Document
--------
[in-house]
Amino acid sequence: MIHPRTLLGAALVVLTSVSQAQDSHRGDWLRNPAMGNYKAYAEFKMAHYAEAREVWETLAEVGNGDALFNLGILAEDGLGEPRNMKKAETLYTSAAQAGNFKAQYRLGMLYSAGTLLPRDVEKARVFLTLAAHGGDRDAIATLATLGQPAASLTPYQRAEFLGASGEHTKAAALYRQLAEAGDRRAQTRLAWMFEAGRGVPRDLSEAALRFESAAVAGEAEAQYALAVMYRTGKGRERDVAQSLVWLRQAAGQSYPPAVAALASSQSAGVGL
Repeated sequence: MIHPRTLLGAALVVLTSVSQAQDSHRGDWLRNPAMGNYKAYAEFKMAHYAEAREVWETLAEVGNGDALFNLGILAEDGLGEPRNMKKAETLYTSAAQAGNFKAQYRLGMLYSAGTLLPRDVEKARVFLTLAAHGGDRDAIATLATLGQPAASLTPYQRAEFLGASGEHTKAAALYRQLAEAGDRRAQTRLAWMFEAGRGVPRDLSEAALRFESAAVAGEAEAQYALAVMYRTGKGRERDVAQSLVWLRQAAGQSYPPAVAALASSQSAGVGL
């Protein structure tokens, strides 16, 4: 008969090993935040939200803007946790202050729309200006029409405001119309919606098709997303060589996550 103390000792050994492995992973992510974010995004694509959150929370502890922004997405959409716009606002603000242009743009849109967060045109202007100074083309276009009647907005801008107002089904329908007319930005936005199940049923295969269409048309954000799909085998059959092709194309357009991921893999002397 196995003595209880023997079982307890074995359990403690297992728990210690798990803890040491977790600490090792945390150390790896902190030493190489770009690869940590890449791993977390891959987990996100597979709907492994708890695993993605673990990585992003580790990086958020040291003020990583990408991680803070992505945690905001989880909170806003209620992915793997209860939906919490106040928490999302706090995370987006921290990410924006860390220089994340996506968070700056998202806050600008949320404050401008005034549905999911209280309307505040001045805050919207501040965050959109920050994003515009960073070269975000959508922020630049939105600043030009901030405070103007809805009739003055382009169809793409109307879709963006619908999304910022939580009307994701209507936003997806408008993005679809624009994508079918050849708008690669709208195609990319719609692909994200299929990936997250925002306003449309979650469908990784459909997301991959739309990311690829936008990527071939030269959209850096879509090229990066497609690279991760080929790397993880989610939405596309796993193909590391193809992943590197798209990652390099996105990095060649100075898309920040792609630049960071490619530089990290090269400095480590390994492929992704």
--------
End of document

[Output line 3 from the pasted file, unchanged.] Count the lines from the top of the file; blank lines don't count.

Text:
Repeated sequence: MIHPRTLLGAALVVLTSVSQAQDSHRGDWLRNPAMGNYKAYAEFKMAHYAEAREVWETLAEVGNGDALFNLGILAEDGLGEPRNMKKAETLYTSAAQAGNFKAQYRLGMLYSAGTLLPRDVEKARVFLTLAAHGGDRDAIATLATLGQPAASLTPYQRAEFLGASGEHTKAAALYRQLAEAGDRRAQTRLAWMFEAGRGVPRDLSEAALRFESAAVAGEAEAQYALAVMYRTGKGRERDVAQSLVWLRQAAGQSYPPAVAALASSQSAGVGL